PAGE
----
June 2020 was the warmest month on record in the world, on par with June 2019, according to the European service Copernicus on climate change. This highlights the persistence of disturbing anomalies and fires in Siberia.

June 2020 was the warmest month on record in the world, on par with June 2019, the European service Copernicus on climate change announced on Tuesday, stressing the worrying anomalies and fires in Siberia. "June 2020 is on par with June 2019 the hottest June since the start of the data, at 0.53 ° C above the average for the period 1981-2010," Copernicus said in a statement after an already record month of May. 

"Exceptional heat" in Siberia

But it was the "exceptional warmth" over Arctic Siberia that caught the attention of the European service. The average temperature there reached up to 10 ° C above seasonal norms in June. On June 20, a temperature of 37 ° C over an hour was even estimated in eastern Siberia, a record inside the Arctic Circle, according to Copernicus. The same day, in the same region, the station in the Russian city of Verkhoyansk recorded a peak at 38 ° C, a possible heat record for the Arctic being verified by the World Meteorological Organization. 

Corpernicus points out that these "exceptional" temperatures are linked to various interacting factors, including wind conditions and particularly low snow cover. Beyond June, the agency insists on a period of several consecutive months of particularly high temperatures in certain regions of Siberia, since December. "What is worrying is that the Arctic is warming faster than the rest of the world," commented Carlo Buontempo, director of this European service.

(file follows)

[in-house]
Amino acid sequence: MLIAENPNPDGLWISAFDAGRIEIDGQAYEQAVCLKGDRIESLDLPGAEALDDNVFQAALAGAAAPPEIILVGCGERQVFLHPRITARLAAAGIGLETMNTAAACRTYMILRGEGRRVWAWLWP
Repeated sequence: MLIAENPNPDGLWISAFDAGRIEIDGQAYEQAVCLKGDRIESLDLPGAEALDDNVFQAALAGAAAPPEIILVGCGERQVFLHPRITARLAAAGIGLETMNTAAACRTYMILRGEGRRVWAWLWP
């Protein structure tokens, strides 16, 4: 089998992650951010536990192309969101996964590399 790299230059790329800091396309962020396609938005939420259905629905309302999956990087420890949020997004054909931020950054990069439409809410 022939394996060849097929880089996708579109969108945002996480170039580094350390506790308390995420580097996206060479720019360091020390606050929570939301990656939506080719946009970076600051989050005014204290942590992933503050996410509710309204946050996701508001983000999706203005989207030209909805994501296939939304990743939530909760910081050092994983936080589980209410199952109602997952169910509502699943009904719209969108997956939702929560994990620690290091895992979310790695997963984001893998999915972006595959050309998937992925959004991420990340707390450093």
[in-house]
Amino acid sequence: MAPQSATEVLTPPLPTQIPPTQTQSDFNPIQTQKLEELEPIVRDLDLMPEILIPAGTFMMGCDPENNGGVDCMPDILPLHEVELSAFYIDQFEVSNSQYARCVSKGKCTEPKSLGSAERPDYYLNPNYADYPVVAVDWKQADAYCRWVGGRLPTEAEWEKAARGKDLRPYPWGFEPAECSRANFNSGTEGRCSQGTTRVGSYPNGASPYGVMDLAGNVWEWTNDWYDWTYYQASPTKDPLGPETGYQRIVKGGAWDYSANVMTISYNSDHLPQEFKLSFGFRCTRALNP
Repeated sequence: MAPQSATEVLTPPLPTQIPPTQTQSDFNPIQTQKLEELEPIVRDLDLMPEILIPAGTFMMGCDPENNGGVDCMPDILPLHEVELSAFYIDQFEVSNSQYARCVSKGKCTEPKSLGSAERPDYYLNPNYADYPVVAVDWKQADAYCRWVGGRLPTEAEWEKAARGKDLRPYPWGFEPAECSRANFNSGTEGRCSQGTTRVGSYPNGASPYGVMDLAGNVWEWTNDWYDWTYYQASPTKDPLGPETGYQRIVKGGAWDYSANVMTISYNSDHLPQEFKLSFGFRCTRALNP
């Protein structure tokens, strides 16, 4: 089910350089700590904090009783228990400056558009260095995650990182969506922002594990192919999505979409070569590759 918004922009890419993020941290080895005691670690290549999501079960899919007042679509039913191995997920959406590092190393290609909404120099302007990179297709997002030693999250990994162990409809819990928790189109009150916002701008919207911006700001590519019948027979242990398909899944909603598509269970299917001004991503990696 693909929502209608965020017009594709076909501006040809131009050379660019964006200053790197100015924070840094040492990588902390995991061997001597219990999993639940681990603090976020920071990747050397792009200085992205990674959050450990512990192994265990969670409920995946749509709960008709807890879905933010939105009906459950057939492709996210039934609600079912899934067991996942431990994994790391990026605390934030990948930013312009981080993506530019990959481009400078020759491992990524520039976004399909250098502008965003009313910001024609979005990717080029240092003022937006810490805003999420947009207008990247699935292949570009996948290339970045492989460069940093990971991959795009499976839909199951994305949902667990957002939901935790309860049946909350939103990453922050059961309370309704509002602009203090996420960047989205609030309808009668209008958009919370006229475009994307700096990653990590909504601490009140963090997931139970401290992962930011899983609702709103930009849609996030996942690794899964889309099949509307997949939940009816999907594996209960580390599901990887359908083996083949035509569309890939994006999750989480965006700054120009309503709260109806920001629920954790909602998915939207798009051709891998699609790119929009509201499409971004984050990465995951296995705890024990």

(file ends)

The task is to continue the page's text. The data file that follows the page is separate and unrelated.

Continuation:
"That western Siberia has experienced higher than normal temperatures for so long in winter and spring is unusual, and the unusually high temperatures in Arctic Siberia in June are just as worrying," he added. 

An increase in the number of fires

Copernicus has also seen an increase in the number and intensity of fires in the far northeast of Siberia, and to a lesser extent in Alaska and the Canadian Yukon. "What is remarkable with these fires in Siberia is the similarity to last year at the same period, in terms of affected region and extent," noted expert Mark Parrington. 

According to Copernicus, these fires have already caused the emission of 59 megatonnes of CO2 into the atmosphere, against 53 megatonnes in June 2019. The year 2019 was already "very unusual", underlined Mark Parrington, fearing an activity "intense" in the coming weeks due to temperatures and less humid soils than normal. 

Due to global warming, the planet has already gained more than 1 ° C since the pre-industrial era, causing a multiplication of extreme weather events such as heat waves, droughts or floods. 2019 was the second hottest year in the world, after 2016, and experts expect the global average temperature to break a new record in the next five-year period (2020-2024).